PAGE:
When the judgement result Vdet of the phase error amount judgement circuit 41 is 0, that is, when the phase error between the input data signal and the clock 106-1 is between -π/2 and π/2, the MPX 43 still continues to output the clock 106-1 which has been issued so far, without stopping it.

While the phase error amount judgement circuit 41 is detecting a phase error the freeze circuit 4, freezes the output data signal 303 of the phase comparator 11. During the freezing operation, the VCO 14 is not controlled and its frequency remains constant. After the circuit 41 detects the initial phase, the clock selected by the MPX 43 is supplied to the A-to-D converter 6 and to the phase comparator 11 so that the freezing operation continues until a phase comparison result for the clock is outputted. When the judgement result Vdet of the phase error amount judgement circuit 41 is 1, that is, when the phase error between the input data signal 105 and the clock signal is out of the range of -π/2 to π/2, the MPX 43 selects the clock 106-2 that is in anti-phase with the clock 106-1 that has been issued so far and supplies it to the A-to-D converter 6 and the phase comparator 11. Since the clocks 106-1 and 106-2 have a phase shift of π/2, when the phase error between the clock 106- and the input data signal 105 of the phase comparator 11 detected by the phase error amount judgement circuit 41 is out of the range of -π/2 to π/2, the phase error can be set to be within the range of -π/2 to π/2 through change-over between the clocks. The freeze circuit 42 continues its freezing operation until, as in the above, the phase error amount judgement circuit 41 detects the initial phase and outputs its phase comparison result on the basis of the clock selected by the MPX 43.

The phase error amount judgement circuit 41 may be made up of a comparator and a register for outputting a judgement reference phase value, or may be arranged to be able to determine by another method whether or not a phase difference between the reproduced signal and clock is within a judgement reference value range.

The phase error amount judgement circuit 41 may also determine its output signal on the basis of even the input data signal 105 of one sample quantized by the A-to-D converter 6. However, when the input data signal 105 contains noise, there is a possibility that the input data corresponding to only one sample results in an erroneous detection result. To avoid this, a majority decision circuit may be provided within the phase error amount judgement circuit 41 to select the highest one of the phase detection results carried out by a plurality of times and to output the selected one. In this case, the higher the detection frequency is the smaller the erroneous detection possibility is, but the acquisition time is also correspondingly increased. Thus, the detection frequency is determined by a trade-off between the acquisition time and the erroneous detection rate.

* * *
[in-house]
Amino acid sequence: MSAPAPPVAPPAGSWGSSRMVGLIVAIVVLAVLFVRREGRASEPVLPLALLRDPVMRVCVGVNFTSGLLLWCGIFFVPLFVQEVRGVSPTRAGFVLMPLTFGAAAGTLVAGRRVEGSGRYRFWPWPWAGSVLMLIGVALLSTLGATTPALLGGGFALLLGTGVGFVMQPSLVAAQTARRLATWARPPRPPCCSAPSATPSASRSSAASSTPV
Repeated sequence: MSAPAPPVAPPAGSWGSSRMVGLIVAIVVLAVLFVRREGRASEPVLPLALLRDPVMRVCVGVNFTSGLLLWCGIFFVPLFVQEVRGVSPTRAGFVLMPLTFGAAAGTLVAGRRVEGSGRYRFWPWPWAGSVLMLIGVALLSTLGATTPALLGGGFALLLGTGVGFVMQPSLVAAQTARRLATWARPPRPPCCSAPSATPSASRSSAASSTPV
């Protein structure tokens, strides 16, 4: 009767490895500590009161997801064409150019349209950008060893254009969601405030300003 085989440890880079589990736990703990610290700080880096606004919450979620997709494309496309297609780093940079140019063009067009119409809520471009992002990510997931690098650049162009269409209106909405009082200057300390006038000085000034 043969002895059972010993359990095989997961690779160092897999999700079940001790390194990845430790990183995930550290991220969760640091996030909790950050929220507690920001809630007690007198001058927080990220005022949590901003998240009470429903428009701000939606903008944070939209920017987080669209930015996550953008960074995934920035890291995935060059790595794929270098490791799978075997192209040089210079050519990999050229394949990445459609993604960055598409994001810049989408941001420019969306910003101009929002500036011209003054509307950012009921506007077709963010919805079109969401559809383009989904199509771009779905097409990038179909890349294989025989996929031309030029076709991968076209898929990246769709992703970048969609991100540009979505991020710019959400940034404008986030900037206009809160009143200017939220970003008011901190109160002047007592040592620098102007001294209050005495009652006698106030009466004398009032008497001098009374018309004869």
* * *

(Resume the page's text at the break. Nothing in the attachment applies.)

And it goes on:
In the case of the phase comparison block 31 in FIG. 1, the phase error amount judgement circuit 41 has detected a phase error amount and generated the select signal 301 for the MPX 43 according to the detected error amount. FIG. 3 shows another specific example of the phase comparison block 31.

As shown in FIG. 3, the specific example is substantially the same as the example of FIG. 2, except that it is arranged so that an input data signal of a phase error amount judgement circuit 41a is used as an output data signal 303 of a phase comparator 11. Assuming now that the phase comparator 11 has such a phase comparison characteristic as shown in FIG. 4, then the judgement conditions of the phase error amount judgement circuit 41a are set as follows. ##EQU8##

where Va represents the output of the phase comparator for the phase error of π/2, and V303 represents the output data 303 of the phase comparator 11.

This is equivalent to when the phase error detection, which has been carried out by the phase error amount judgement circuit 41 in FIG. 2, is replaced by the phase comparator output signal 303. Accordingly, other operation is substantially the same as that of the example of FIG. 2.